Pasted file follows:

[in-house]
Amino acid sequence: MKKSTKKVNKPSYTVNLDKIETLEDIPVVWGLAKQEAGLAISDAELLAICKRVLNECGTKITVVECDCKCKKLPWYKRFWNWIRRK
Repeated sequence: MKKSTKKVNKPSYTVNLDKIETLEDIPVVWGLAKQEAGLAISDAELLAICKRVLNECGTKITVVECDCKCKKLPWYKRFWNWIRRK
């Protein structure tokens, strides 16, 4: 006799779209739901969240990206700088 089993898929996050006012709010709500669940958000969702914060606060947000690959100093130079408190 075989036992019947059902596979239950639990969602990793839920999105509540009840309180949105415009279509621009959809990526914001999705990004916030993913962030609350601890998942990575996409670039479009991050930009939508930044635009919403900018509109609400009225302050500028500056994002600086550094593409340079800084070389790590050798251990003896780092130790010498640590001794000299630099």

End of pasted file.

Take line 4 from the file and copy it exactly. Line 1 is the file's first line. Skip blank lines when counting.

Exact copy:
């Protein structure tokens, strides 16, 4: 006799779209739901969240990206700088 089993898929996050006012709010709500669940958000969702914060606060947000690959100093130079408190 075989036992019947059902596979239950639990969602990793839920999105509540009840309180949105415009279509621009959809990526914001999705990004916030993913962030609350601890998942990575996409670039479009991050930009939508930044635009919403900018509109609400009225302050500028500056994002600086550094593409340079800084070389790590050798251990003896780092130790010498640590001794000299630099």